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Landscape Architecture Unites Impact and Design

In a field that seems divided between aesthetes and the activists, landscape architects may be closest to reconciling the two trends.
November 10, 2015, 6am PST | Philip Rojc | @PhilipRojc
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David Berkowitz

In an op-ed, Matt Shaw praises landscape architecture for successfully delivering on social impact as well as design innovation. The rest of the field, Shaw writes, appears split into two camps. "In one camp is a group of architects who work to build new forms, many of whom are divorced from a particular social or political agenda. [...] In the other camp, a group is far less concerned with form-making, and more with attempting to make the world better through design and architecture-related thinking and practice."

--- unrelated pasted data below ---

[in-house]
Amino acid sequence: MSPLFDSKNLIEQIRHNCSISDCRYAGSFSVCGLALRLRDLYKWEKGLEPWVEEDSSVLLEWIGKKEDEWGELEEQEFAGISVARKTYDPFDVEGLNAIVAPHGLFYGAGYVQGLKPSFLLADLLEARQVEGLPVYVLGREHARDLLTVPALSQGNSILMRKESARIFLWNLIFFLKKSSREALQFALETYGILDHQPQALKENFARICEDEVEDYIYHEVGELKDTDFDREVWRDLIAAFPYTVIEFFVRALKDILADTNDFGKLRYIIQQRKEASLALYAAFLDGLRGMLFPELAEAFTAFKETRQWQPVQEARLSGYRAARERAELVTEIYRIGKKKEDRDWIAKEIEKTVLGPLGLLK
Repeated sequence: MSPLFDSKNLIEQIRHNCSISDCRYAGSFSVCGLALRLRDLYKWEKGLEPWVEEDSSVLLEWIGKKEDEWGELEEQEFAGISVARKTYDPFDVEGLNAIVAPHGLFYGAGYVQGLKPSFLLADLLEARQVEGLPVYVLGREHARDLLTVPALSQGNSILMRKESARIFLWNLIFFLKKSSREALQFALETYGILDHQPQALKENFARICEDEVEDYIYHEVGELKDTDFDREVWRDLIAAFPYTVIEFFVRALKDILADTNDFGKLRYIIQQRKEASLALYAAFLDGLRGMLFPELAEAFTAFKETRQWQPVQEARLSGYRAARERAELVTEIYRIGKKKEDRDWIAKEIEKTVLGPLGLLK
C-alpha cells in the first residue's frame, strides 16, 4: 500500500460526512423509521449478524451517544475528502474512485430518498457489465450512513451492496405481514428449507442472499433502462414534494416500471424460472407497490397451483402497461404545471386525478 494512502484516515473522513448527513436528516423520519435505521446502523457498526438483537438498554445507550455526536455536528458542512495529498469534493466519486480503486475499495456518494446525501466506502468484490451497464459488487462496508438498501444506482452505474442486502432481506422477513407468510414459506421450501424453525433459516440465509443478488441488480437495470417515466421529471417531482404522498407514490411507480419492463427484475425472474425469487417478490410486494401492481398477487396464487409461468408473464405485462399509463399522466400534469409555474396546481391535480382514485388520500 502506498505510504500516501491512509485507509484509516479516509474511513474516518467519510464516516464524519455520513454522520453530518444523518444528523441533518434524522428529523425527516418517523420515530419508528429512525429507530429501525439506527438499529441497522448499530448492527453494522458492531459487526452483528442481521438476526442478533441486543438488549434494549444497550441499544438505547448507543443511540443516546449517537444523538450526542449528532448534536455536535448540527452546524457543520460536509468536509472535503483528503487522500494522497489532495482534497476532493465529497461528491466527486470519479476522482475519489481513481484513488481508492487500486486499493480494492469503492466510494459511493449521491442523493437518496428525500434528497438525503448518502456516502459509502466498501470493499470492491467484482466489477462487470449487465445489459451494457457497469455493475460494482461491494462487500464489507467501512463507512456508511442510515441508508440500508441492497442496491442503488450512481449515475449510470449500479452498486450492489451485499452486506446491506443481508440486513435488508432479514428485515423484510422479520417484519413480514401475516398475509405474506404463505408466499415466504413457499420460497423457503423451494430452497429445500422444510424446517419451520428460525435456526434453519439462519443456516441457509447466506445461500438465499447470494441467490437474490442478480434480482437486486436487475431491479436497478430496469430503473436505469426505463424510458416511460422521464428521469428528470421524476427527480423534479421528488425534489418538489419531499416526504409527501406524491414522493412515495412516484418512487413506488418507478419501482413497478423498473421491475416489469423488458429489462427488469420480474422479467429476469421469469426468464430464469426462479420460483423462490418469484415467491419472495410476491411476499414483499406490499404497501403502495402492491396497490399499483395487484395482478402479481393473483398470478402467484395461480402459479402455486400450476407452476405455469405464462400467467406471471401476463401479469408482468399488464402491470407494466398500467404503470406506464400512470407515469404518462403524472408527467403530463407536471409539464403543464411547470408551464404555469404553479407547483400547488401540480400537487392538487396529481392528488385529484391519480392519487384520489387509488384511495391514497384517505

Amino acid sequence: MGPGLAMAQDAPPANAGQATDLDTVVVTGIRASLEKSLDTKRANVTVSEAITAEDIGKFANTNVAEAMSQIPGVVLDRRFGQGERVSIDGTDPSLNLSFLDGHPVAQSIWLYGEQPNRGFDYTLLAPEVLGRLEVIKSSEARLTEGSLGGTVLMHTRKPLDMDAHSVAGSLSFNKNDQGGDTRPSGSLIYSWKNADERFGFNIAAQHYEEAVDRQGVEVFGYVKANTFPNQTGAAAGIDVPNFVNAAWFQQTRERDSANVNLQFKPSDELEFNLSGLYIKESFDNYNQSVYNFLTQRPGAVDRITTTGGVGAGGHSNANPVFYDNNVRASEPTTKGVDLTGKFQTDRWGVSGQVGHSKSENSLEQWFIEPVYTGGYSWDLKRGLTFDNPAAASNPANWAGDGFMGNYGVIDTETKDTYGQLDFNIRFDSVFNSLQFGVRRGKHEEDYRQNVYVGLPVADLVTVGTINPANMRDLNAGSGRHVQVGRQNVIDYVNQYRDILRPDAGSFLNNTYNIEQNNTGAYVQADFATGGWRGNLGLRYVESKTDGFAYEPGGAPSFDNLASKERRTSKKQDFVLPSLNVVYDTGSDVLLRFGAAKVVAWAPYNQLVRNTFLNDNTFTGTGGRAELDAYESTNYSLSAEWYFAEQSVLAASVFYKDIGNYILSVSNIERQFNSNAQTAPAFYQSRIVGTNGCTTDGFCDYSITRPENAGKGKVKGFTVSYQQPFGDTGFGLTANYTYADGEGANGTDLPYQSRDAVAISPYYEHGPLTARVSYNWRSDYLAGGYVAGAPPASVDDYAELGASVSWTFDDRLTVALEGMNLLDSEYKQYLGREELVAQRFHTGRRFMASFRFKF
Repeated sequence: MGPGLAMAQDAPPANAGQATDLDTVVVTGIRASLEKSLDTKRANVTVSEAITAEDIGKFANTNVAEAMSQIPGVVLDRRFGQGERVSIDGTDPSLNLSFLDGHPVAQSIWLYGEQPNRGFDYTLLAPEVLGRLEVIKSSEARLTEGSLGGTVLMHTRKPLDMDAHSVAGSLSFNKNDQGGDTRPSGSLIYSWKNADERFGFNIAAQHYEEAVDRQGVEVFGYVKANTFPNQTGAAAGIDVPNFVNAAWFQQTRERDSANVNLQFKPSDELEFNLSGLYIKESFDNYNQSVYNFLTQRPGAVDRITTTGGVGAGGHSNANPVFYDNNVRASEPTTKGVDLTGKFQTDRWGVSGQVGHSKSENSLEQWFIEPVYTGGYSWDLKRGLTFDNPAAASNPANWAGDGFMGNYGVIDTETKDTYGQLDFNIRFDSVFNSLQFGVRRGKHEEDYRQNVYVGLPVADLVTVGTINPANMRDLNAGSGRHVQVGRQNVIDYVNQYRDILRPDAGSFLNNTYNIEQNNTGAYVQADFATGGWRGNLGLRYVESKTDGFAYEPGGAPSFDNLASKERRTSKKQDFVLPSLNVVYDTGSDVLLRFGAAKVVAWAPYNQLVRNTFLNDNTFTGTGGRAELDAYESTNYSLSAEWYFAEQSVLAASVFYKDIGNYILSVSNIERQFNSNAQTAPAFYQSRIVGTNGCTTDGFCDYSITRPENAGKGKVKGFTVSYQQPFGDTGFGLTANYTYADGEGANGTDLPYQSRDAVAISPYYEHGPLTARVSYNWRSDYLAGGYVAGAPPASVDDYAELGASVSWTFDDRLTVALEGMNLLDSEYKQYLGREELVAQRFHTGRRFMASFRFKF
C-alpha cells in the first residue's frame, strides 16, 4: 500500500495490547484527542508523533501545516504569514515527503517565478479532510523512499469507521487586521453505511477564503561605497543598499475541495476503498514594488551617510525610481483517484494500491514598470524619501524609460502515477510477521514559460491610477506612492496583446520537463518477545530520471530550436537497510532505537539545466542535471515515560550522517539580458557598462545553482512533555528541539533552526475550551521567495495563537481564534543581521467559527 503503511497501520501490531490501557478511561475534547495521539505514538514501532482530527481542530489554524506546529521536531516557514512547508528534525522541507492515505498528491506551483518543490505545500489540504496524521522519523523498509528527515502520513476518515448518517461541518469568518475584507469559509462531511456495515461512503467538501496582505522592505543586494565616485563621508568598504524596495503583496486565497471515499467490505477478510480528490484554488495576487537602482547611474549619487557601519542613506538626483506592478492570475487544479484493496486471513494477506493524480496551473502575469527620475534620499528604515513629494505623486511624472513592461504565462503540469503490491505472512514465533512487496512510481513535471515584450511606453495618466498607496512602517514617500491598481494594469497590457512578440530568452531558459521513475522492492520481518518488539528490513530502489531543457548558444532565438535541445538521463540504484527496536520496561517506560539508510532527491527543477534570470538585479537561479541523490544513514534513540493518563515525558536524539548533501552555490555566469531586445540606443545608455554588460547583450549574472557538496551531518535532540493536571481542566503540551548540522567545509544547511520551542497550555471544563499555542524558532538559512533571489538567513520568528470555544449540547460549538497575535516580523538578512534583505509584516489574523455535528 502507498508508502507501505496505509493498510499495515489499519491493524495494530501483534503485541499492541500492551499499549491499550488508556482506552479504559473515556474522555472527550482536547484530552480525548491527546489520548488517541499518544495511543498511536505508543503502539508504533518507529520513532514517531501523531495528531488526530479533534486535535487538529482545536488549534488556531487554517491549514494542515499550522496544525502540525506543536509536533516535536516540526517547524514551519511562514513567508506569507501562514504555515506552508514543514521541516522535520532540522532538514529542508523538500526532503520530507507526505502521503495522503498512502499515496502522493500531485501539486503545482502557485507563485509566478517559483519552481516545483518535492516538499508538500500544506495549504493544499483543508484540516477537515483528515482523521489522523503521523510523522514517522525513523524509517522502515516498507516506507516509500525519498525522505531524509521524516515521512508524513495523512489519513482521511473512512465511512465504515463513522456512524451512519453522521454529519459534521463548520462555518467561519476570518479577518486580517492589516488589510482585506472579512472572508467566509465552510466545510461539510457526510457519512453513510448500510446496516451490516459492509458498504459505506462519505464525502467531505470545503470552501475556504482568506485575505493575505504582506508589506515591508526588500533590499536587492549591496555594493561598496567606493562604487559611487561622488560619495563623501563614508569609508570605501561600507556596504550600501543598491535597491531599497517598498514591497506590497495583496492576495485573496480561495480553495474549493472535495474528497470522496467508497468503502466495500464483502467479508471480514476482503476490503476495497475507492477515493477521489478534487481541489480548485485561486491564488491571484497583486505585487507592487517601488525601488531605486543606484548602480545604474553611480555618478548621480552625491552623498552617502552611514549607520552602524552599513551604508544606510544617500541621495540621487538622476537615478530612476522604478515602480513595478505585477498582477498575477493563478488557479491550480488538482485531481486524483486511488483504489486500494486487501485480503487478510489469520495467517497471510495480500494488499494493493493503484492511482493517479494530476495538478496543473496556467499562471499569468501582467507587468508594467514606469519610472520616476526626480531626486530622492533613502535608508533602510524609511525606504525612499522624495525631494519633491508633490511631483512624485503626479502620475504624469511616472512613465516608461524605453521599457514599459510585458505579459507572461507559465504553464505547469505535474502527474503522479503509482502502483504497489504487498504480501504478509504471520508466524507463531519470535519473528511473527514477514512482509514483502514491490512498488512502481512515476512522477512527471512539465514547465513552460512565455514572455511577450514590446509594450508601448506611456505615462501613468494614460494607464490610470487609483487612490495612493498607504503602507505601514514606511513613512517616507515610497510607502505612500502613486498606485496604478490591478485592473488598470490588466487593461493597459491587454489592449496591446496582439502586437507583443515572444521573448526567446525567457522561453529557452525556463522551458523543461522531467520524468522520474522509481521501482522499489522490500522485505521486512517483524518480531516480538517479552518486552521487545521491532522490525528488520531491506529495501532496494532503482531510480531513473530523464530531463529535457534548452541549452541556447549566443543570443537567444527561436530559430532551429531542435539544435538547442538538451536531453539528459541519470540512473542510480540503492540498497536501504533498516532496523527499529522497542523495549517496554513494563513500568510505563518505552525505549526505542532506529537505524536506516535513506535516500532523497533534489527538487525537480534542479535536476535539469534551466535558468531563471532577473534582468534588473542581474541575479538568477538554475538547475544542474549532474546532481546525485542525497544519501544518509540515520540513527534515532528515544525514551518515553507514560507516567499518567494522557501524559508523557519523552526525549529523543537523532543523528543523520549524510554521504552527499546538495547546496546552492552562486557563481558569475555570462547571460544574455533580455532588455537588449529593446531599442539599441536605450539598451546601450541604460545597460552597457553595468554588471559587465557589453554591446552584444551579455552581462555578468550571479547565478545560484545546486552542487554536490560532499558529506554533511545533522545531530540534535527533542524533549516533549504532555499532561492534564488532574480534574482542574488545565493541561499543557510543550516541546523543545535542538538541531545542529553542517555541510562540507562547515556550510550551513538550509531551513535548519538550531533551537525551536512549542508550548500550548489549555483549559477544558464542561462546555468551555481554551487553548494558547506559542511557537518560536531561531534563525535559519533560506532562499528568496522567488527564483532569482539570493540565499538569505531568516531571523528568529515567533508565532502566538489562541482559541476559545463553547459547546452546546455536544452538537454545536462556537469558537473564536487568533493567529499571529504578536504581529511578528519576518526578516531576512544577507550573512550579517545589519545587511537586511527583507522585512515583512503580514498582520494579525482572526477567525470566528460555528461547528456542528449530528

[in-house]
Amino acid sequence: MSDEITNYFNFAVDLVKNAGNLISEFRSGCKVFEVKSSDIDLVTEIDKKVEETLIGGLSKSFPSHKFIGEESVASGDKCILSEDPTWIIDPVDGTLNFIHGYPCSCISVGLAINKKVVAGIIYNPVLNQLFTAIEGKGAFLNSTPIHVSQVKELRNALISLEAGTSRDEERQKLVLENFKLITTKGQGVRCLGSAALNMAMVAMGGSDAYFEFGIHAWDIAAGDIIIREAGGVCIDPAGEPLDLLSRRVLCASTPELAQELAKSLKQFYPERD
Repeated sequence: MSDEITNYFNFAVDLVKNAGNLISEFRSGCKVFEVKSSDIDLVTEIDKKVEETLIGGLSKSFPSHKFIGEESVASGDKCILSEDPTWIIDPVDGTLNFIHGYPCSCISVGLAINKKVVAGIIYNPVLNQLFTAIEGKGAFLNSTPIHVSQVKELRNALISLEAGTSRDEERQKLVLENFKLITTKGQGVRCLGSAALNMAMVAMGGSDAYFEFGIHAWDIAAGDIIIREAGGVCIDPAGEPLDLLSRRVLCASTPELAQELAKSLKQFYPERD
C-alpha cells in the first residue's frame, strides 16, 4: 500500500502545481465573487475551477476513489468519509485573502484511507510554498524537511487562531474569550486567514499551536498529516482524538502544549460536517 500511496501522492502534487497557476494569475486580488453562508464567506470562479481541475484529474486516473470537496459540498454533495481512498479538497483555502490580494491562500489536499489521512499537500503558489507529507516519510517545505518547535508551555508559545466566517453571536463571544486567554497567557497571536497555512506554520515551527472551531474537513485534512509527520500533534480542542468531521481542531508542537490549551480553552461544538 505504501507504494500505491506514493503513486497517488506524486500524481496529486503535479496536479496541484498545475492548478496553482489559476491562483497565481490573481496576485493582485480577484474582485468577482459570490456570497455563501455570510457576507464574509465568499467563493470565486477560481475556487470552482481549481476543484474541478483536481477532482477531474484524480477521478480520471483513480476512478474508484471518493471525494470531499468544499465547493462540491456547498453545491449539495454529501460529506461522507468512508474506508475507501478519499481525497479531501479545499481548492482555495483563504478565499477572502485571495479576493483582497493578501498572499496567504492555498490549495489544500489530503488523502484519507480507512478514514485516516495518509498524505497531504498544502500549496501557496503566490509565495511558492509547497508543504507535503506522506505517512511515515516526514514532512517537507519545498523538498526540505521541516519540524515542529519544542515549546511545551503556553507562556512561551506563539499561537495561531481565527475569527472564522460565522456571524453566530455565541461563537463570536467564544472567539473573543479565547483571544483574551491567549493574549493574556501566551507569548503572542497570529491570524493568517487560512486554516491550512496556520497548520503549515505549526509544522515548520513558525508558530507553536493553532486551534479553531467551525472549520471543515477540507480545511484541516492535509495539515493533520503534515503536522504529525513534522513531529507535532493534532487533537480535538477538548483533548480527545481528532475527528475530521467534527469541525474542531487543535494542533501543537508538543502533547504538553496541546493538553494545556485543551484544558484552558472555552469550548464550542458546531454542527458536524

Recent landscape projects have included specific environmental and social objectives. From the article: "Landscapes are no longer simply beautiful complements to buildings or vague public social spaces. Designers and clients are activating landscape design to operate environmentally as flood barriers and water remediation zones, among other goals."

Shaw also praises landscape designers for incorporating the latest digital tools into their process. "While landscapes are growing in size and scale, technology is being implemented successfully to plan and execute bold new landscape forms, such as the green swoops and concrete curves of Brooklyn Bridge Park and the High Line."

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Published on Tuesday, October 27, 2015 in The Architect's Newspaper
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